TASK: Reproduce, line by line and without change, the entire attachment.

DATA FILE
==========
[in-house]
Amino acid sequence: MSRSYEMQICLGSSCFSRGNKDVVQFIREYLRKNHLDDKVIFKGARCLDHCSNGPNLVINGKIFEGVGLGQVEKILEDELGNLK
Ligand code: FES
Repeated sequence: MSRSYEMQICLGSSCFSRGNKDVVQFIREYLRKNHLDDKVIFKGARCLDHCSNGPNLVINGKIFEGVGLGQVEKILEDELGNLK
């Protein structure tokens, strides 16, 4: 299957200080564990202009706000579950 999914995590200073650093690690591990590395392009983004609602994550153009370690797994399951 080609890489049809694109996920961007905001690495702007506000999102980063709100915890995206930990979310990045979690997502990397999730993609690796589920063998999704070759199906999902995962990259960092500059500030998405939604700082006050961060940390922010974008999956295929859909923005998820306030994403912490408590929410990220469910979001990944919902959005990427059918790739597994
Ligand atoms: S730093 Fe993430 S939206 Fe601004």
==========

[in-house]
Amino acid sequence: MSRSYEMQICLGSSCFSRGNKDVVQFIREYLRKNHLDDKVIFKGARCLDHCSNGPNLVINGKIFEGVGLGQVEKILEDELGNLK
Ligand code: FES
Repeated sequence: MSRSYEMQICLGSSCFSRGNKDVVQFIREYLRKNHLDDKVIFKGARCLDHCSNGPNLVINGKIFEGVGLGQVEKILEDELGNLK
């Protein structure tokens, strides 16, 4: 299957200080564990202009706000579950 999914995590200073650093690690591990590395392009983004609602994550153009370690797994399951 080609890489049809694109996920961007905001690495702007506000999102980063709100915890995206930990979310990045979690997502990397999730993609690796589920063998999704070759199906999902995962990259960092500059500030998405939604700082006050961060940390922010974008999956295929859909923005998820306030994403912490408590929410990220469910979001990944919902959005990427059918790739597994
Ligand atoms: S730093 Fe993430 S939206 Fe601004």